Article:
skipping locks, mutex_owned, usb

Hans Petter Selasky hselasky at
Tue Aug 23 12:38:36 UTC 2011

On Tuesday 23 August 2011 14:09:15 Andriy Gapon wrote:
> Yes, the subject sounds quite hairy, so please let me try to explain it.
> First, let's consider one concrete function:
> static int
> ukbd_poll(keyboard_t *kbd, int on)
> {
>         struct ukbd_softc *sc = kbd->kb_data;
>         if (!mtx_owned(&Giant)) {
>                 /* XXX cludge */
>                 int retval;
>                 mtx_lock(&Giant);
>                 retval = ukbd_poll(kbd, on);
>                 mtx_unlock(&Giant);
>                 return (retval);
>         }
>         if (on) {
>                 sc->sc_flags |= UKBD_FLAG_POLLING;
>                 sc->sc_poll_thread = curthread;
>         } else {
>                 sc->sc_flags &= ~UKBD_FLAG_POLLING;
>                 ukbd_start_timer(sc);   /* start timer */
>         }
>         return (0);
> }
> This "XXX cludge" [sic] pattern is scattered around a few functions in the
> ukbd code and perhaps other usb code:
> func()
> {
> 	if (!mtx_owned(&Giant)) {
> 		mtx_lock(&Giant);
>                 func();
>                 mtx_unlock(&Giant);
> 		return;
> 	}
> 	// etc ...
> }
> I have a few question directly and indirectly related to this pattern.

Hi Andriy,

Thanks for bringing up this topic.

> I.  [Why] do we need this pattern?
> Can the code be re-written in a smarter (if not to say proper) way?

Unless that API's surrounding ukbd change, we are stuck with auto-magic Giant 
locking inside ukbd. The USB stack itself does not require that Giant is used 
for the USB keyboard driver. It is some times since I touched this topic. From 
what I remember some interfacing layers of ukbd are using Giant. Some are not.

Much of the existing non-USB keyboard code is written to get/put key-presses 
directly through legacy PCI/ISA registers. This approach is deferred in the 
USB stack, hence it would cause blocking delays of 1ms per polling operation.

Another corner case:

When you are scrolling the console having scroll lock locked, then the first 
printf on that console will directly call an IOCTL in the ukbd to switch off 
the scroll lock led. As you might be aware this can be dangerous. The ukbd is 
also sometimes printing stuff. The chance of deadlock and LOR is increasing.

Without having to push for multiple changes outside ukbd, this problem is 
simply hidden in UKBD by checking if Giant is locked, which is required for 
starting the USB transfers in UKBD. I think it would be a very bad idea to 
lock another lock in a sub-function of printf. See!

A multithread / taskqueue interface is needed for postponing keyboard events.

And what about polling and UKBD? This needs a separate calling path I think.

> II.  ukbd_poll() in particular can be called from the kdb context (kdb_trap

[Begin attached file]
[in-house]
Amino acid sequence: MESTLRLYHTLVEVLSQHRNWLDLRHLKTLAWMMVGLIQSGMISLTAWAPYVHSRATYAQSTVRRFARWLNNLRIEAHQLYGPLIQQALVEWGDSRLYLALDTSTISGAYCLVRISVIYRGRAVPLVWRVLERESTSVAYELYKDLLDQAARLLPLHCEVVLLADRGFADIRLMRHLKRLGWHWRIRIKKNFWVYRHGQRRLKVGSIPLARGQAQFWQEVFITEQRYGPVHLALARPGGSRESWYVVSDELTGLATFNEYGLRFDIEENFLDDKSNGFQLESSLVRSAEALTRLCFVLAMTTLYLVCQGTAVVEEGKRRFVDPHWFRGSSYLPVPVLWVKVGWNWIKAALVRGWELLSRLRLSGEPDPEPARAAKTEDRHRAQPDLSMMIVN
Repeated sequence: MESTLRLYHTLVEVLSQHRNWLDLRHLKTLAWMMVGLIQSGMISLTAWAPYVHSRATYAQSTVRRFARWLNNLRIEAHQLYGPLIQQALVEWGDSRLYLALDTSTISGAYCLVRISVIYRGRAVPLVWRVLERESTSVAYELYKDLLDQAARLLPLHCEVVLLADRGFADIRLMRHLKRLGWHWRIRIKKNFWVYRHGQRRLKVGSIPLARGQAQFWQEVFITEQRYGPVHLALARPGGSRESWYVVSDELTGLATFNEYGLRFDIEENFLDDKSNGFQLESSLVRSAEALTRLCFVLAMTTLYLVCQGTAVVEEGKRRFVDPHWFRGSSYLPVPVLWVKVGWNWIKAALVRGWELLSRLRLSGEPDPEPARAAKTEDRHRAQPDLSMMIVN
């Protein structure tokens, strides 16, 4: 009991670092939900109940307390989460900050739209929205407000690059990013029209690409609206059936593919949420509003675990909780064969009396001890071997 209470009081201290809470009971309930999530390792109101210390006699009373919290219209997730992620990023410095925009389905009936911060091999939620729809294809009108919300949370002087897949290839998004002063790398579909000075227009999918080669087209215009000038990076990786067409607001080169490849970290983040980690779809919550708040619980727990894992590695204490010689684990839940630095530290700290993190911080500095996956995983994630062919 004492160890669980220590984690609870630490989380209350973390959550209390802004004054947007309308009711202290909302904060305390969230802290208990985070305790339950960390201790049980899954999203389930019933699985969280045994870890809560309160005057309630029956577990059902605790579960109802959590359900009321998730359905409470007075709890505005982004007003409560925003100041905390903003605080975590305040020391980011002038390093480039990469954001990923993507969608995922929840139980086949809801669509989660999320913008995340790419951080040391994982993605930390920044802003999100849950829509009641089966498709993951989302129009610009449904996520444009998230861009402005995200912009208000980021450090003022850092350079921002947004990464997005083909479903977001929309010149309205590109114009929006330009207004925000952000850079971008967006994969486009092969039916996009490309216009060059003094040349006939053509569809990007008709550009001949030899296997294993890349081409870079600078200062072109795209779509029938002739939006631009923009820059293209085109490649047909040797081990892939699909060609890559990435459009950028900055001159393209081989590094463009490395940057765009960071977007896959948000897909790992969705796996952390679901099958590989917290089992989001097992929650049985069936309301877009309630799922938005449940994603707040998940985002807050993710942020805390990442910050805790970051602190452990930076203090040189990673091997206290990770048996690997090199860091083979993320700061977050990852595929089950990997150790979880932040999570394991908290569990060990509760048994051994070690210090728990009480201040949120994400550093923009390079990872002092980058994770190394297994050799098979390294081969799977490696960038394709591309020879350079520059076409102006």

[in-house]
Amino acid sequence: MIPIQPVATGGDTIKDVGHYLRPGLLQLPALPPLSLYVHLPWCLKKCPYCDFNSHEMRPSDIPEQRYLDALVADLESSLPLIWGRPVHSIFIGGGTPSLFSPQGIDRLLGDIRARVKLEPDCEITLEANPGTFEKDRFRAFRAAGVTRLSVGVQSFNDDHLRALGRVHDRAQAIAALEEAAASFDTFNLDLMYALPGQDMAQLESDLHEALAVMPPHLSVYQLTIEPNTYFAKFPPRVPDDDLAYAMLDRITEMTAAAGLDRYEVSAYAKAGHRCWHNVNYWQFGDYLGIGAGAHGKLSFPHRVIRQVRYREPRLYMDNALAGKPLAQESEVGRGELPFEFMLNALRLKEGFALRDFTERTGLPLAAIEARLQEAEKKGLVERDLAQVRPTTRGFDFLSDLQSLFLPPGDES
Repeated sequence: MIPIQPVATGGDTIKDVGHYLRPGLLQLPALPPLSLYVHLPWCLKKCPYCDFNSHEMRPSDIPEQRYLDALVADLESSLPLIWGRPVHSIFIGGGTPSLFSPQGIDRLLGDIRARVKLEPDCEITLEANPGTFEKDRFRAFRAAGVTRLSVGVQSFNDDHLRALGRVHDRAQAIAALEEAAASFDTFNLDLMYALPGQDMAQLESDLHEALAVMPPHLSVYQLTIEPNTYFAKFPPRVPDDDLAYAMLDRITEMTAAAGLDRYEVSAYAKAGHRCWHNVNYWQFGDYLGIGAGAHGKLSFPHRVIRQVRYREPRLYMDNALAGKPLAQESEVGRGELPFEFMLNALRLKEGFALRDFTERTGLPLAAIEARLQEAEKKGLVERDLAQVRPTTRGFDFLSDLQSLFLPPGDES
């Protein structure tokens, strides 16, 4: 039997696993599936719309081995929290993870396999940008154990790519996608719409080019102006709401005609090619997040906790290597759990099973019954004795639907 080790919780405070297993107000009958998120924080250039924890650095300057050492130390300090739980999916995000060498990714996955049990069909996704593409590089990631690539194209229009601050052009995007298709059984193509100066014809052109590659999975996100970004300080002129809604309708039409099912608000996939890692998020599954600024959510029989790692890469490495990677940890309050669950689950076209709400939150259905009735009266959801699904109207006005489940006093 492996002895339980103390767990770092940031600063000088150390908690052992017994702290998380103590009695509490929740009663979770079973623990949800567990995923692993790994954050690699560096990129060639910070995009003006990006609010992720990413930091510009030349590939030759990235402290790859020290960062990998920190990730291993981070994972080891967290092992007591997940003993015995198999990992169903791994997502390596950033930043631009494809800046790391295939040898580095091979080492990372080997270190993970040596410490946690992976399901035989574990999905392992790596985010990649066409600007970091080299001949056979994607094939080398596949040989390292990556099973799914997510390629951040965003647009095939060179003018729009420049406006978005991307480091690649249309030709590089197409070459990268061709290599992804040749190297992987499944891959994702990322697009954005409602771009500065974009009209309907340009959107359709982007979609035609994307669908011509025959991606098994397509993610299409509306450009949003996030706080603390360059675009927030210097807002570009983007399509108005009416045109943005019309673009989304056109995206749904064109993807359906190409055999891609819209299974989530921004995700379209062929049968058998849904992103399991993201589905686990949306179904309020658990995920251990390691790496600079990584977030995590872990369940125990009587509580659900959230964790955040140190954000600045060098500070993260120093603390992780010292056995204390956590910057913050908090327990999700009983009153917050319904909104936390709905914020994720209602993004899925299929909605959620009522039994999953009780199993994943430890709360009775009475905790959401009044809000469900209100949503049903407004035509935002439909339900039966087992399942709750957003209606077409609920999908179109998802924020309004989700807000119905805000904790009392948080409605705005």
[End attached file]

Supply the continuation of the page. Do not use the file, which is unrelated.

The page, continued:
> -> db_trap -> db_command_loop -> etc).  What would happen if the Giant is
> held by a thread on some other CPU (which would be hard-stopped by
> kdp_trap)?  Won't we get a lockup here?
> So shouldn't this code actually check for kdb_active?
> III.  With my stop_scheduler_on_panic patch ukbd_poll() produces infinite
> chains of 'infinite' recursion because mtx_owned() always returns false. 
> This is because I skip all lock/unlock/etc operations in the post-panic
> context.  I think that it's a good philosophical question: what operations
> like mtx_owned(), mtx_recursed(), mtx_trylock() 'should' return when we
> actually act as if no locks exist at all?
> My first knee-jerk reaction was to change mtx_owned() to return true in
> this "lock-less" context, but _hypothetically_ there could exist some
> symmetric code that does something like:
> func()
> {
> 	if (mtx_owned(&Giant)) {
> 		mtx_unlock(&Giant);
>                 func();
>                 mtx_lock(&Giant);
> 		return;
> 	}
> 	// etc ...
> What do you think about this problem?
> Should we re-write ukbd_poll() (and possibly usb code) or should
> mutex_owned() be adjusted?

I think you've brought an interesing problem. I would suggest to change 
mtx_owned or make a new function to take an integer value to handle the case 

mtx_owned_default(struct mtx *, int return value in case of 

> That question III actually brings another thought: perhaps the whole of
> idea of skipping locks in a certain context is not a correct direction?
> Perhaps, instead we should identify all the code that could be legitimately
> executed in the after-panic and/or kdb contexts and make that could
> explicitly aware of its execution context.  That is, instead of trying to
> make _lock, _unlock, _owned, _trylock, etc do the right thing
> auto-magically, we should try to make the calling code check panicstr and
> kdb_active and do the right thing on that level (which would include not
> invoking those lock-related operations or other inappropriate operations).

> Thank you very much in advance for your insights and help!


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